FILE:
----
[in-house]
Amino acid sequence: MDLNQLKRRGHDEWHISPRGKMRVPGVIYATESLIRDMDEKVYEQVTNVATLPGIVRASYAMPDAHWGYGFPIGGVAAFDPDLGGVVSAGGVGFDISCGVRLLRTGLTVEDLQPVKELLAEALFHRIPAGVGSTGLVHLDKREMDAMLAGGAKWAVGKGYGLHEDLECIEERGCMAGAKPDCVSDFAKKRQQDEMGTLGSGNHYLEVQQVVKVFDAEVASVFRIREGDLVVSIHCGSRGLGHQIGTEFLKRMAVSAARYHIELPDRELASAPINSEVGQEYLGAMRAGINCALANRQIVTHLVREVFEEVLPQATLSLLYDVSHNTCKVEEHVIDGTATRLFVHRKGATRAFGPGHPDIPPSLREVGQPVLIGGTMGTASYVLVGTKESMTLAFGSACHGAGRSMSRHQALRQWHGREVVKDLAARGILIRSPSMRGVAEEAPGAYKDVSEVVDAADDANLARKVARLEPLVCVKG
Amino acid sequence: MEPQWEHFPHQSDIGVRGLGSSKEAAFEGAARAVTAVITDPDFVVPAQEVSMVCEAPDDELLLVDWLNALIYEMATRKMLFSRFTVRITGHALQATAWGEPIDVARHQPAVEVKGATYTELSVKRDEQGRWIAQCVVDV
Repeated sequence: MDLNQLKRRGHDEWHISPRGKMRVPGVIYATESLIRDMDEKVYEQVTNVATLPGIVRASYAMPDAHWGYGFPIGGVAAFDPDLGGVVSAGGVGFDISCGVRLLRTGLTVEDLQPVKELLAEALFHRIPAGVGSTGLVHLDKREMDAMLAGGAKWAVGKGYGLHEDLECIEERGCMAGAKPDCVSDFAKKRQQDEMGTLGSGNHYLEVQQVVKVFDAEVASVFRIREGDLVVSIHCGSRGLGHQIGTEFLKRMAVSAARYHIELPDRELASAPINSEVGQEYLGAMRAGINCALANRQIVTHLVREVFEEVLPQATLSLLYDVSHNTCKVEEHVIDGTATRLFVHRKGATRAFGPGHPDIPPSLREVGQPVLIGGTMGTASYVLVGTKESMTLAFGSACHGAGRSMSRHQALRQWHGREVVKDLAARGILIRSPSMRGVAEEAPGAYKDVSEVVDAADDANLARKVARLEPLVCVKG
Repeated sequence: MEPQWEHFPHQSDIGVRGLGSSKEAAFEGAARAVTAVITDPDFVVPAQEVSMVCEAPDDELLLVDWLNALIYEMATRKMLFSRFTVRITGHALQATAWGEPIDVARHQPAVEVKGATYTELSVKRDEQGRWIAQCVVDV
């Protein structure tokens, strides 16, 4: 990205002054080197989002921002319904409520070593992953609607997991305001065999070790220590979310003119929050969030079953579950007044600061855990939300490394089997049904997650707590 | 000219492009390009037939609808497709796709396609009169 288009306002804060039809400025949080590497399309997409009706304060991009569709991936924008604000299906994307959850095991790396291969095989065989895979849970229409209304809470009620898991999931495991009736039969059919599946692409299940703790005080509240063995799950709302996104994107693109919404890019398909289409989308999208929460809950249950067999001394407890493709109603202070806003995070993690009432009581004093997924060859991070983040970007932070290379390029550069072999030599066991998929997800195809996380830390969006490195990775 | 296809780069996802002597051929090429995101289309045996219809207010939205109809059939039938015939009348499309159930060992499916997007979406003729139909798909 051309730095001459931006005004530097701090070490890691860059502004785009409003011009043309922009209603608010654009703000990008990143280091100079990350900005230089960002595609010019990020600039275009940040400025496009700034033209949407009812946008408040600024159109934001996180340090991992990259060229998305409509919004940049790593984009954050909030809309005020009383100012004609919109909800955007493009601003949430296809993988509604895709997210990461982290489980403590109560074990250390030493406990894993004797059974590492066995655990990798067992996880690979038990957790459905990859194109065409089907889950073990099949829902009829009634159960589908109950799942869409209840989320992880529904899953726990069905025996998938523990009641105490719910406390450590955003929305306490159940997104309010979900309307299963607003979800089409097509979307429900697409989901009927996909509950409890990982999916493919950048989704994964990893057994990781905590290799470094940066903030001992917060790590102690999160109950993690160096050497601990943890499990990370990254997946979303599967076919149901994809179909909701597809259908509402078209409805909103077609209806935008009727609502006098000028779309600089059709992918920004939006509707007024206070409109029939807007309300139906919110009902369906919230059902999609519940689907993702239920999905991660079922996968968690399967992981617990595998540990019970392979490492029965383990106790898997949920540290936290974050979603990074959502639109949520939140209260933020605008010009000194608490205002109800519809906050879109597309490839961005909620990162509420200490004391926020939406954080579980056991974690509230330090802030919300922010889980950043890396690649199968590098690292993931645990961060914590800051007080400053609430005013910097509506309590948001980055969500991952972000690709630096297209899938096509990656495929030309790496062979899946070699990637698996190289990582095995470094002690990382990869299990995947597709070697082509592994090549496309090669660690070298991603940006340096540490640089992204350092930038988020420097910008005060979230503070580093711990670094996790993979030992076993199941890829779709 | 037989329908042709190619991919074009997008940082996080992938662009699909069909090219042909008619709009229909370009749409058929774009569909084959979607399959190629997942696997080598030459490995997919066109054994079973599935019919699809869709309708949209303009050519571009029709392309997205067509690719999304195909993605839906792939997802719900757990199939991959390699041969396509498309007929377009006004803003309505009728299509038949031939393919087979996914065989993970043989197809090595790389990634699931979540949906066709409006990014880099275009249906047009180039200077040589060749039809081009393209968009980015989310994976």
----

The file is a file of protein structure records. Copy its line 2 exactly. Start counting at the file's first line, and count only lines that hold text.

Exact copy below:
Amino acid sequence: MDLNQLKRRGHDEWHISPRGKMRVPGVIYATESLIRDMDEKVYEQVTNVATLPGIVRASYAMPDAHWGYGFPIGGVAAFDPDLGGVVSAGGVGFDISCGVRLLRTGLTVEDLQPVKELLAEALFHRIPAGVGSTGLVHLDKREMDAMLAGGAKWAVGKGYGLHEDLECIEERGCMAGAKPDCVSDFAKKRQQDEMGTLGSGNHYLEVQQVVKVFDAEVASVFRIREGDLVVSIHCGSRGLGHQIGTEFLKRMAVSAARYHIELPDRELASAPINSEVGQEYLGAMRAGINCALANRQIVTHLVREVFEEVLPQATLSLLYDVSHNTCKVEEHVIDGTATRLFVHRKGATRAFGPGHPDIPPSLREVGQPVLIGGTMGTASYVLVGTKESMTLAFGSACHGAGRSMSRHQALRQWHGREVVKDLAARGILIRSPSMRGVAEEAPGAYKDVSEVVDAADDANLARKVARLEPLVCVKG